Data on visitor arrivals was the only report on New Zealand’s docket yesterday. This report posted a large gain as visitor arrivals rose by 3.8% in September. Last August, visitor arrivals were down by 0.5%. However, this report didn’t have much of an impact on the NZDUSD movement.

For today, another low-impact report is on schedule. Data on credit card spending is due 2:00 am GMT. After dropping by more than 2% in June and July, credit card spending rose by 0.1% in August. Overall spending probably increased in September, given that consumers are feeling more confident with their economic outlook and financial standing, and this could pump up credit card spending as well.

Today’s US economic schedule is devoid of any high-impact reports as well but with several earnings reports due, risk sentiment could be the major factor in determining price action. Would the NZDUSD resume its rally once risk tolerance kicks in? We’ll find out soon enough! Good luck fellow traders!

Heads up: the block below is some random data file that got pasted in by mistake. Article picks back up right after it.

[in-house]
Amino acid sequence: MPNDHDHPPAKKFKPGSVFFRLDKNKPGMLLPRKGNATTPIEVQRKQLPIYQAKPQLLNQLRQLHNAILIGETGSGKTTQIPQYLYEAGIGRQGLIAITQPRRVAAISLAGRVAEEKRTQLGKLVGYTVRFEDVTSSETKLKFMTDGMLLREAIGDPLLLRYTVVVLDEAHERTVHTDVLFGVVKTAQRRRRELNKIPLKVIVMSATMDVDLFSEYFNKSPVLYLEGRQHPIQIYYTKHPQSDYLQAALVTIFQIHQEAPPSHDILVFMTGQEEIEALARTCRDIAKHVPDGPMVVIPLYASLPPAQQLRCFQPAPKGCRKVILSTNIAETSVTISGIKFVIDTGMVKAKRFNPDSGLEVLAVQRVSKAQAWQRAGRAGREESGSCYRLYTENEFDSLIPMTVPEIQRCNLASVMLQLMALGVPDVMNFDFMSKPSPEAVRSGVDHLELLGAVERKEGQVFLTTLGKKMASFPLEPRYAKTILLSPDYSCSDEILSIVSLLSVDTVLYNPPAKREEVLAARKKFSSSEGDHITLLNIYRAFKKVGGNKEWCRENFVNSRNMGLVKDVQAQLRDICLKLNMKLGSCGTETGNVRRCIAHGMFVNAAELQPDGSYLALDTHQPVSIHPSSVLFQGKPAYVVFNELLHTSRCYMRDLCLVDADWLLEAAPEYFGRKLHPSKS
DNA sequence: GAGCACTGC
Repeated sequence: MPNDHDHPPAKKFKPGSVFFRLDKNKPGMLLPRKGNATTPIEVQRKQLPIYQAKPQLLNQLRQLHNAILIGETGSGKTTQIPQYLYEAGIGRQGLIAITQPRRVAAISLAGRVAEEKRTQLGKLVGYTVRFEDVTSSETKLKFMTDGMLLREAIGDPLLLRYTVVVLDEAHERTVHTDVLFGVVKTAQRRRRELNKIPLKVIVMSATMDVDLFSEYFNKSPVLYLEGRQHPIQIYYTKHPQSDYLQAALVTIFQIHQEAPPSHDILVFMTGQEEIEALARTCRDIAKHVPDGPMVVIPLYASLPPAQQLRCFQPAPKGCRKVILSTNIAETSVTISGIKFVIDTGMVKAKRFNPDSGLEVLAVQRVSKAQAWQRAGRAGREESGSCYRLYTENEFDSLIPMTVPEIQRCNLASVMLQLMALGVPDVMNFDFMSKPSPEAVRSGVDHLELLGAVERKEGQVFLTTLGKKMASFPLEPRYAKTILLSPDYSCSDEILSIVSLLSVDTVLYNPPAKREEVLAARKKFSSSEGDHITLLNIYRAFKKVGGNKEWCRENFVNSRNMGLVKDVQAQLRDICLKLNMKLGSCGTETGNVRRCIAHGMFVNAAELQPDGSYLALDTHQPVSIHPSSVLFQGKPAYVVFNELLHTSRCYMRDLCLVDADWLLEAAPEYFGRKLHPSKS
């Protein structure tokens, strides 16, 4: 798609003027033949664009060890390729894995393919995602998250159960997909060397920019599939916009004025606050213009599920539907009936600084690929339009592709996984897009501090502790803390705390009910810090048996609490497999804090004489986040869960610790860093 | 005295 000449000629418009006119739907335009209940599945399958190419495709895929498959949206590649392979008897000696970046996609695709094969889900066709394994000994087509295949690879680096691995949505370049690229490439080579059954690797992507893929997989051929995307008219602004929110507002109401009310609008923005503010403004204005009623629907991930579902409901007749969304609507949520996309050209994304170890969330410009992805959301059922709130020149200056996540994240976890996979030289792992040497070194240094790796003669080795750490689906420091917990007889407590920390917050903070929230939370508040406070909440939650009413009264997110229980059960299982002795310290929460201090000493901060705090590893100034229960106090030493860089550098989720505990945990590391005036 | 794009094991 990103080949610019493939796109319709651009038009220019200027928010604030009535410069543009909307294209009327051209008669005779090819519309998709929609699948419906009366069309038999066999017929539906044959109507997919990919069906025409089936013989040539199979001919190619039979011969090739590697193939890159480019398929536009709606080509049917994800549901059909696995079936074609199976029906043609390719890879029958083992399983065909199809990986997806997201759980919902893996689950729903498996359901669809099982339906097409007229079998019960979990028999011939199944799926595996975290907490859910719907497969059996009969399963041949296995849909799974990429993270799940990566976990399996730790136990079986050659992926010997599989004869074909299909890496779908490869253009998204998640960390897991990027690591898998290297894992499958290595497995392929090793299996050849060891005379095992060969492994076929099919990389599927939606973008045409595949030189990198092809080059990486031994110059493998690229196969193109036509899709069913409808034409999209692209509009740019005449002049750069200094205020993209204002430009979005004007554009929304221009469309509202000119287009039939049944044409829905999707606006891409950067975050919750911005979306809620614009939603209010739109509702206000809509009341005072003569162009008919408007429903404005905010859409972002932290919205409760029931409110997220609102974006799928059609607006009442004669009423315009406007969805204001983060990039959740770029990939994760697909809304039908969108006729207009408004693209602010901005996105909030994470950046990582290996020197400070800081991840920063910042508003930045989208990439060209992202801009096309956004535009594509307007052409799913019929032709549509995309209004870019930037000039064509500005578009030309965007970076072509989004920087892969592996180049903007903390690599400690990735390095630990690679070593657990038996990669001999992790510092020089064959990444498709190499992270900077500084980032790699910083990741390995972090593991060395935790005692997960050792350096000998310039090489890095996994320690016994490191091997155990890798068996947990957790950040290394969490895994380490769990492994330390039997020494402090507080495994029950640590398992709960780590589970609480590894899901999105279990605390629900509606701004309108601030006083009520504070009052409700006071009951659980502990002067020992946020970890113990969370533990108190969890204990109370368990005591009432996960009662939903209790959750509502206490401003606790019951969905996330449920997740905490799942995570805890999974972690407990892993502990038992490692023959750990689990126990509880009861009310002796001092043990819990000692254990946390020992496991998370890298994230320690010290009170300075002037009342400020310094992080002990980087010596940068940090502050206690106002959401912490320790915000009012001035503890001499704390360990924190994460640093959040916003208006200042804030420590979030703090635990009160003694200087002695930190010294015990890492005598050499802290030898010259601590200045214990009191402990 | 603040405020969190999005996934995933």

Up it went. Similar to the other “high yielders,” the Kiwi staged another strong performance yesterday as it marked a new yearly high yet again. The NZDUSD pair climbed to a new high of 0.7635 before closing at 0.7576. Will today be another green candle? Let us see…

No market moving events happened in New Zealand yesterday. During the US session, positive earnings from two notable financial firms Morgan Stanley and US Bancorp have kept buying interests on the high yielding currencies kicking.

New Zealand will be report-free today as well. In the US, unemployment claims for the week ending October 17 will be published. Initial claims are expected to reach 516,000 after the previous week’s 514,000 tally. Better-than-expected results could spark another risk appetite rally which in turn could benefit the NZD.